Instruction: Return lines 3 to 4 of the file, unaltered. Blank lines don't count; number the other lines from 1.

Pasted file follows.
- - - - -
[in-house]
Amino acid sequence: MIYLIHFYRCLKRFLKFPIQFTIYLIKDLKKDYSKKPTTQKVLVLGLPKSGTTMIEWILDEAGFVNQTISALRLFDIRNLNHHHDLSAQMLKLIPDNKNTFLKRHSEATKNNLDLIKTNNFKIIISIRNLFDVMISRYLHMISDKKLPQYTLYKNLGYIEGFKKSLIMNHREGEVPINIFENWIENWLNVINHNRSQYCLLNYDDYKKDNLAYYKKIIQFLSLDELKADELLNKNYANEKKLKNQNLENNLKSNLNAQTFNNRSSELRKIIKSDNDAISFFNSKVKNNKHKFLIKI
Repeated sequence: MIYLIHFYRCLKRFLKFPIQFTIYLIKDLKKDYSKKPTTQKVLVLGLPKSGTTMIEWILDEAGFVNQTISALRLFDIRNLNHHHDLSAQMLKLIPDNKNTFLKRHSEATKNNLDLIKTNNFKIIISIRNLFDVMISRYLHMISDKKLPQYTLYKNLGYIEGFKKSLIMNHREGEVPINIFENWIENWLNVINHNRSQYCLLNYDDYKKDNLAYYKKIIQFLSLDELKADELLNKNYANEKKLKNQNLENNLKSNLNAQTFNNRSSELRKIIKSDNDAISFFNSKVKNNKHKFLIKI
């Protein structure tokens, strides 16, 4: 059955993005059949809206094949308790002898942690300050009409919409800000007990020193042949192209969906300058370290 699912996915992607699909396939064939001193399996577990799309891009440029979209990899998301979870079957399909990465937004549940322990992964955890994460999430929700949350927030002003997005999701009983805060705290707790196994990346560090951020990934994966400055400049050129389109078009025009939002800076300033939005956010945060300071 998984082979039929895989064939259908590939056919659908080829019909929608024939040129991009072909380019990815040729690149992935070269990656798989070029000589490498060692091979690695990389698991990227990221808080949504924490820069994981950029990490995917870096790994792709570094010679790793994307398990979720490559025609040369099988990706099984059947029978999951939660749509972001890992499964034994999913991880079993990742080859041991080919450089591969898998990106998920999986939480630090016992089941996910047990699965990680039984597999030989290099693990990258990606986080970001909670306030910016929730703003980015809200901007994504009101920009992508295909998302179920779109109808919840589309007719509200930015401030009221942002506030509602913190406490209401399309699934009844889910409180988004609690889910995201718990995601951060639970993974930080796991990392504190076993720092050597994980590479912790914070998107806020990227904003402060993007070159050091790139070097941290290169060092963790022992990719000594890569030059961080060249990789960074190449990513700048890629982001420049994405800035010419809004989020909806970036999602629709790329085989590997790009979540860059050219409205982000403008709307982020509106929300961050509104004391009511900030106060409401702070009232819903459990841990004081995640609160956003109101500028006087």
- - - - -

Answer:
Repeated sequence: MIYLIHFYRCLKRFLKFPIQFTIYLIKDLKKDYSKKPTTQKVLVLGLPKSGTTMIEWILDEAGFVNQTISALRLFDIRNLNHHHDLSAQMLKLIPDNKNTFLKRHSEATKNNLDLIKTNNFKIIISIRNLFDVMISRYLHMISDKKLPQYTLYKNLGYIEGFKKSLIMNHREGEVPINIFENWIENWLNVINHNRSQYCLLNYDDYKKDNLAYYKKIIQFLSLDELKADELLNKNYANEKKLKNQNLENNLKSNLNAQTFNNRSSELRKIIKSDNDAISFFNSKVKNNKHKFLIKI
């Protein structure tokens, strides 16, 4: 059955993005059949809206094949308790002898942690300050009409919409800000007990020193042949192209969906300058370290 699912996915992607699909396939064939001193399996577990799309891009440029979209990899998301979870079957399909990465937004549940322990992964955890994460999430929700949350927030002003997005999701009983805060705290707790196994990346560090951020990934994966400055400049050129389109078009025009939002800076300033939005956010945060300071 998984082979039929895989064939259908590939056919659908080829019909929608024939040129991009072909380019990815040729690149992935070269990656798989070029000589490498060692091979690695990389698991990227990221808080949504924490820069994981950029990490995917870096790994792709570094010679790793994307398990979720490559025609040369099988990706099984059947029978999951939660749509972001890992499964034994999913991880079993990742080859041991080919450089591969898998990106998920999986939480630090016992089941996910047990699965990680039984597999030989290099693990990258990606986080970001909670306030910016929730703003980015809200901007994504009101920009992508295909998302179920779109109808919840589309007719509200930015401030009221942002506030509602913190406490209401399309699934009844889910409180988004609690889910995201718990995601951060639970993974930080796991990392504190076993720092050597994980590479912790914070998107806020990227904003402060993007070159050091790139070097941290290169060092963790022992990719000594890569030059961080060249990789960074190449990513700048890629982001420049994405800035010419809004989020909806970036999602629709790329085989590997790009979540860059050219409205982000403008709307982020509106929300961050509104004391009511900030106060409401702070009232819903459990841990004081995640609160956003109101500028006087």